Feb 06, 2017 02:24 AM EST
Studies have shown that sleeping is a way to recuperate the brain by clearing past memories being ready to store new memories for the future. Using animal samples, the researchers were able to discover the mechanism and principle of the brain in clearing out the accumulated memories during sleep.
A study was conducted by Giulio Tononi and Chiara Cirelli from the University of Wisconsin-Madison. According to Daily Mail, the research team utilized mice as their sample proving that there is a cycle during sleep and when awake. The connections between brain cells also termed as synapses shrink and remains relaxed when a person is asleep while when the persons awakens the synapses will again grow and become active once again.
The researchers were able to come up with the results by making incision in the brain region of the mice which is responsible for memories. They further scanned each layer of the brain for 24 hours using serial block-face SEM or Scanning Electron Microscopy. Further studies regarding the relaxation of the brain synapses during sleep was conducted by researchers at John Hopkins University.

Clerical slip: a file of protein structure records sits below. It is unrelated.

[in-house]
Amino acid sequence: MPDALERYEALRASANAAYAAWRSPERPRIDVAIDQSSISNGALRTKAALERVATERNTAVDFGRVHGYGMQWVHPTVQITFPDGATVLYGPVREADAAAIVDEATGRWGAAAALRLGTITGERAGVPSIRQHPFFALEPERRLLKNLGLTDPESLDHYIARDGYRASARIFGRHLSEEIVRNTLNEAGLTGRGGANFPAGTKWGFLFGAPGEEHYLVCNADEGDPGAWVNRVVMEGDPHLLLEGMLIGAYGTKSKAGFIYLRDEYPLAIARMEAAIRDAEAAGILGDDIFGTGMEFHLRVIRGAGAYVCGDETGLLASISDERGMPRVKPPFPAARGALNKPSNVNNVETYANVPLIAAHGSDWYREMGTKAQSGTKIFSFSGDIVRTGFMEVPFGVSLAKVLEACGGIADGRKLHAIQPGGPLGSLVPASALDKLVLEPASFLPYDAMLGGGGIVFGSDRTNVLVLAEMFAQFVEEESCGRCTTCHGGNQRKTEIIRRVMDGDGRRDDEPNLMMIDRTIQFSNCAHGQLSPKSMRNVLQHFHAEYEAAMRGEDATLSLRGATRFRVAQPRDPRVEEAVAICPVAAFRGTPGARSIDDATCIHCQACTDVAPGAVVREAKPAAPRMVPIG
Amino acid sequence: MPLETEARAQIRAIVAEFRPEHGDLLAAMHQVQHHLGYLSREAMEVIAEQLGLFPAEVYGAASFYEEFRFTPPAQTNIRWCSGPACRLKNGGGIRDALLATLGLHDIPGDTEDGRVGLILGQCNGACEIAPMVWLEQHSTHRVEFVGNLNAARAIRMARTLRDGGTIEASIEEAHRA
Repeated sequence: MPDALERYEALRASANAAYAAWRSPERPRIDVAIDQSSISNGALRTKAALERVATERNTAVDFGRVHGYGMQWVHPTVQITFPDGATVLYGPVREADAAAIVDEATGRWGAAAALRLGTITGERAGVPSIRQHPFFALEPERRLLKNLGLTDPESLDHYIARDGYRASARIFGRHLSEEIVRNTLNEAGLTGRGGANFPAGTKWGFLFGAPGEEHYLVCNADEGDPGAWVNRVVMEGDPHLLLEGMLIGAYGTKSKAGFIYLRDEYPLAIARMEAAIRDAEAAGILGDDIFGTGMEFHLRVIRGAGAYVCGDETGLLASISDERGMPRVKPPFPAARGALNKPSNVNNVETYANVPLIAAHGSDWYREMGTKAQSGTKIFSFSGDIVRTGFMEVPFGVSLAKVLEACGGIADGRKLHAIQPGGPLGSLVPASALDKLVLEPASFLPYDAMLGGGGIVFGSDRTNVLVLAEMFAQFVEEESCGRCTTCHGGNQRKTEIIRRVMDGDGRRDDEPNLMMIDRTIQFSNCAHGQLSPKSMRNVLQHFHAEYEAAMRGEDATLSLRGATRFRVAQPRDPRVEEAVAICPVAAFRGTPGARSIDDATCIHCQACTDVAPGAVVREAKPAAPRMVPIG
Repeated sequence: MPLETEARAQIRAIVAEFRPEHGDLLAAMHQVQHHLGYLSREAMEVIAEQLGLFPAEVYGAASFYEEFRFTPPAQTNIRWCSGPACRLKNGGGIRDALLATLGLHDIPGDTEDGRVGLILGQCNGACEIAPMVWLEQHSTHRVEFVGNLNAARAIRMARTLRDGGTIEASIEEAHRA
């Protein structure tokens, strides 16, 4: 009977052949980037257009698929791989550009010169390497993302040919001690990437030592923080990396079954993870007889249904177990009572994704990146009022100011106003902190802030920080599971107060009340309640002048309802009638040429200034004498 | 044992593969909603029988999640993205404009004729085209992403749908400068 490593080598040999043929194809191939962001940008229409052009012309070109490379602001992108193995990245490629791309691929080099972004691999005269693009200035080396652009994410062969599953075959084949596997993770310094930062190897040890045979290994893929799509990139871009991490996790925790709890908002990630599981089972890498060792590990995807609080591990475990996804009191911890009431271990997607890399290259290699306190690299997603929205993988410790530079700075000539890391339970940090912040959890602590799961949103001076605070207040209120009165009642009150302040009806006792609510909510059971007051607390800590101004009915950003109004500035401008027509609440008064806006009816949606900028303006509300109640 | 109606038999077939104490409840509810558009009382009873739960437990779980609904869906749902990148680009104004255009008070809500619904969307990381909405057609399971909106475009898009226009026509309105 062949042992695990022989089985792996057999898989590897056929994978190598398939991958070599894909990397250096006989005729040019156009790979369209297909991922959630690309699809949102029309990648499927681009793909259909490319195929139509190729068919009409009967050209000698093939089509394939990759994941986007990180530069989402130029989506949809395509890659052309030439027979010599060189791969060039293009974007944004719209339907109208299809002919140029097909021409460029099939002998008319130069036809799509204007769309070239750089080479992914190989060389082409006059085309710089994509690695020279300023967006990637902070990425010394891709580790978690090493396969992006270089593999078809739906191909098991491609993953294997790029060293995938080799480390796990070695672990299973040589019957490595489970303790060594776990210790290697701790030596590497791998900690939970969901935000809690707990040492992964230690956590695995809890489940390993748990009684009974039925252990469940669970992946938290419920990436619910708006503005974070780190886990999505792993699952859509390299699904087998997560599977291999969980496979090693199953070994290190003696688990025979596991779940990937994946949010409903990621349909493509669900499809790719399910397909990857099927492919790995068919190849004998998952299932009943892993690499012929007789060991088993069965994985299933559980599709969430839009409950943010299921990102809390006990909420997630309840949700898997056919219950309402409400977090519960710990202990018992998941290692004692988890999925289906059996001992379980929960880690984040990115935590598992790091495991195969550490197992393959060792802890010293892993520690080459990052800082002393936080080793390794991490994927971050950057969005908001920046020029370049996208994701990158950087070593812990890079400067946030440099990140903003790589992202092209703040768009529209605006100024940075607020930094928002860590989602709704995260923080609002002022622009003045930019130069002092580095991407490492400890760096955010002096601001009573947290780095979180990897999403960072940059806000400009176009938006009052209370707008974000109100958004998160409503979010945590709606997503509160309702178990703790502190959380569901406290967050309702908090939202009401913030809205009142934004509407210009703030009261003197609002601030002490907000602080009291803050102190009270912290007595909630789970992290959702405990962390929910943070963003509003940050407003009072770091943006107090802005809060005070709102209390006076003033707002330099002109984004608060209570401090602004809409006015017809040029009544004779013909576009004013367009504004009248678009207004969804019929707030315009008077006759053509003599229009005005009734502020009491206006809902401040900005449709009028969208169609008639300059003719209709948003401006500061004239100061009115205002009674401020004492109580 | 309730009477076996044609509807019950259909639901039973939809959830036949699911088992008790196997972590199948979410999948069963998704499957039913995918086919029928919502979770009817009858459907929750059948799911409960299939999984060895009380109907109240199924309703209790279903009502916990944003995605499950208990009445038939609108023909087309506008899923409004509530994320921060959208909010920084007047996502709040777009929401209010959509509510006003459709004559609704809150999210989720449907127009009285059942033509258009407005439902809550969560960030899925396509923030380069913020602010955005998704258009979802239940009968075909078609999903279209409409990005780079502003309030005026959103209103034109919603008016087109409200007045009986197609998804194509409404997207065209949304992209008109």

The scientists from John Hopkins also utilized mice in their study. According to Graham Diering a lead author in the research, the brain will again be recalibrated once the storage is too saturated already. Getting not enough sleep could impair and could result to memory loss.
According to Science Daily, the research team was able to recognize a substance called Homer1a a protein that is very essential in the regulation of sleep, being awake and in the homeostasis of of neurons. The study resulted in a 20 percent drop in receptor protein levels when the mice are asleep as compared when the mice are awake.
Moreover, Diering added that when both the mice and mammals are awake the synapses in the central nervous system is not weakened rather it is strengthened. Homeostatic Scaling Down is the process wherein the neural network of the central nervous system being relatively weak leaving some strength for the other neurons to function in order for the brain to store new memories.
The research could also advance as a medical platform in the treatment of some nervous pathology such as Alzheimer's disease and amnesia. Meanwhile, medical advancement is on its way in the treatment profile of obesity; click here for more information.
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